Distribution and ecology. – Pararistolochia  enricoi is only known from the eroded limestone formations (“Tsingy” in Malagasy) of Beanka in western Madagascar ( Fig. 1View Fig. 1). Its ecology seems to be strongly related to the climax deciduous forest type, where it grows in shaded conditions. According to the collection period, anthesis takes place in November and fruits ripen between December and January. The plants presenting only young leaves at the moment of the flowering collection, we conclude that, given the papery texture and the thin lamina of the fruiting sample, the species is deciduous and that leaves are absent during the dry season, generally from May to October.

The plant-insect interactions of Pararistolochia  enricoi are still unknown. In western and southern Madagascar the monospecific butterfly genus Pharmacophagus antenor (Drury, 1773) (the only representative of the tribe Troidini in Madagascar) is known to be monophagous on Aristolochia  albida (Parsons, 1996b). As documented by Parsons (1996a), the larvae of the troidine papilionid butterflies of the Australasian genus Ornithoptera feed primarily on Pararistolochia  in the Australasian region. Considering the overlapping distributions of P. enricoi and Pharmacophagus antenor together with the known feeding habits of the latter, one could hypothesiZe that P. antenor larvae also feed on Pararistolochia  enricoi.

Conservation status. – Pararistolochia  enricoi is known only from two locations within a proposed protected area with temporary protection (Beanka). The new species is restricted to karstic limestone, an area with no evident human caused damage or alteration. Even if it currently has a very restricted range, the new species is probably under little if any threat, and is here assigned a preliminary status of Least Concern [LC].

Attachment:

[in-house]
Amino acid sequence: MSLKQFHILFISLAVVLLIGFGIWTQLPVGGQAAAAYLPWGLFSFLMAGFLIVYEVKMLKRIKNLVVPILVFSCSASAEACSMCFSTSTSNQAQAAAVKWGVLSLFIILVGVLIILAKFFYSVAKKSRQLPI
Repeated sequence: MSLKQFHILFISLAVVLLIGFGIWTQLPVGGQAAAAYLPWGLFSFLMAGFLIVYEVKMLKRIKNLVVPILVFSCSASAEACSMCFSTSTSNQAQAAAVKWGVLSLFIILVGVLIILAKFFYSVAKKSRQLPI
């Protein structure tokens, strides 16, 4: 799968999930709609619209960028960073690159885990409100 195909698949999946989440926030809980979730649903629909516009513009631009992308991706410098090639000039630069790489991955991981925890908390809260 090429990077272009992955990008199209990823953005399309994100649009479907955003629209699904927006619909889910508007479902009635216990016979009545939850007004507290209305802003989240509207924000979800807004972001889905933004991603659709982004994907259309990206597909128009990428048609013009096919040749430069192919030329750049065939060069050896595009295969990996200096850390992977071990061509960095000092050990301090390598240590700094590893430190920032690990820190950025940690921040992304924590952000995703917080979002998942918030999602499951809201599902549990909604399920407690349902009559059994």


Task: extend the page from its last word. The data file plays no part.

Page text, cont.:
Notes. – Pararistolochia  enricoi is the second species within the family Aristolochiaceae  in Madagascar. It can only be compared with Aristolochia  albida Duch. but several characters clearly discriminate the new species. Pararistolochia  enricoi differs from Aristolochia  albida, also present in Beanka, by its habit (a woody liana up to 16 m long vs. a smaller, non-woody vine), the 8-shaped cross-section of the stem (vs. circular cross-section), the presence of indumentum on most parts (vs. glabrous), the S-shaped perianth tube with two subequal lobes (vs. straight tube with a single lobe) and the indehiscent cucumber-like fruit (vs. dehiscent basket-like fruit) ( Fig. 2View Fig. 2, 3View Fig. 3). Furthermore, Pararistolochia  enricoi is the only deciduous species of the genus and the first to be recogniZed in Madagascar. We have discussed in the introduction the reason why we consider Pararistolochia  as a distinct genus from Aristolochia  . However, it should be noted that even among Pararistolochia  , our species has the very striking feature of a bilobed corolla (instead of a tri-lobed corolla in all other species in the genus). Hopefully molecular investigations will further confirm its generic affinities.

Paratypi. – Madagascar. Prov. Mahajanga: Beanka, partie centrale, 17̊56’53’’S 44̊28’57’’E, 190 m, 11.II.2012, fr., Rakotozafy, Bolliger & Hanitrarivo 40 (G, TEF); ibid. loc., 18̊01’46”S 44̊30’18”E, 260 m, 4.XI.2015, fl., Luino 116 (G, K, MO, P, TEF); ibid. loc., 18̊01’46”S 44̊30’18”E, 260 m, 15.XI.2015, fl., Luino 247 (G, K, MO, P, TEF); ibid. loc., 2.XII.2015, y. fr., Luino 248 (G, K, MO, P, TEF).